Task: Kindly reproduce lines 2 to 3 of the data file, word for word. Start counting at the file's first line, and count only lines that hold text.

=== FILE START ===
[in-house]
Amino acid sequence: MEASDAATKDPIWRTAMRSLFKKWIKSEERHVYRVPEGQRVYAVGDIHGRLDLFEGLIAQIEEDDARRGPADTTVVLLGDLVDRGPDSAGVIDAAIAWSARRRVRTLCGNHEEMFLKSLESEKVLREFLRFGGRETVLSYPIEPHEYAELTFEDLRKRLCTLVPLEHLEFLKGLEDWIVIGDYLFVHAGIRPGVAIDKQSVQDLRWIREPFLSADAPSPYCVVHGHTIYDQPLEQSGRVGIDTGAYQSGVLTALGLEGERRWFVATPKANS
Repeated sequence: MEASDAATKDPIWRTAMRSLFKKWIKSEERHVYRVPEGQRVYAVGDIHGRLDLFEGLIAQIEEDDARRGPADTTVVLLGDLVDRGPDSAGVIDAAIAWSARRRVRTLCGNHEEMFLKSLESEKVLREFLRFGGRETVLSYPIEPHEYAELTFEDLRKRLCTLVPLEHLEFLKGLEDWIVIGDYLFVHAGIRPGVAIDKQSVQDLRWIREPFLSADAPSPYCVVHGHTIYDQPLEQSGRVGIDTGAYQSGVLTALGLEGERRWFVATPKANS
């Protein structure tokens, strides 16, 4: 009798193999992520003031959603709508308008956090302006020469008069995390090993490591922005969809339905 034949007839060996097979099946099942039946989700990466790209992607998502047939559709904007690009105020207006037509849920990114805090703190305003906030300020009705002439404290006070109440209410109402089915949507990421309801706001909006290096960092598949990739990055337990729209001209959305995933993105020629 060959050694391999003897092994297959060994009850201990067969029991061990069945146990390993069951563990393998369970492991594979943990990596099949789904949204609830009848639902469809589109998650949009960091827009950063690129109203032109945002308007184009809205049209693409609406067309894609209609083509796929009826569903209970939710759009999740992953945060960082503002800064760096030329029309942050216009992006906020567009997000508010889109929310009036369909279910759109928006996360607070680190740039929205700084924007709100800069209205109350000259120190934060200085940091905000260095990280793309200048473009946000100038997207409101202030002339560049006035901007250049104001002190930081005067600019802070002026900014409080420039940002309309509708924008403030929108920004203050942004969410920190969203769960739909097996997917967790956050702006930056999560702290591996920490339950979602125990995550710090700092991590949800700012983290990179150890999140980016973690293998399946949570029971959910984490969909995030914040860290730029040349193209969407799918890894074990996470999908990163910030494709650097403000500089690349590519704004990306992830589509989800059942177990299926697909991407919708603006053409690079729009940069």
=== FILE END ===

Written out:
Amino acid sequence: MEASDAATKDPIWRTAMRSLFKKWIKSEERHVYRVPEGQRVYAVGDIHGRLDLFEGLIAQIEEDDARRGPADTTVVLLGDLVDRGPDSAGVIDAAIAWSARRRVRTLCGNHEEMFLKSLESEKVLREFLRFGGRETVLSYPIEPHEYAELTFEDLRKRLCTLVPLEHLEFLKGLEDWIVIGDYLFVHAGIRPGVAIDKQSVQDLRWIREPFLSADAPSPYCVVHGHTIYDQPLEQSGRVGIDTGAYQSGVLTALGLEGERRWFVATPKANS
Repeated sequence: MEASDAATKDPIWRTAMRSLFKKWIKSEERHVYRVPEGQRVYAVGDIHGRLDLFEGLIAQIEEDDARRGPADTTVVLLGDLVDRGPDSAGVIDAAIAWSARRRVRTLCGNHEEMFLKSLESEKVLREFLRFGGRETVLSYPIEPHEYAELTFEDLRKRLCTLVPLEHLEFLKGLEDWIVIGDYLFVHAGIRPGVAIDKQSVQDLRWIREPFLSADAPSPYCVVHGHTIYDQPLEQSGRVGIDTGAYQSGVLTALGLEGERRWFVATPKANS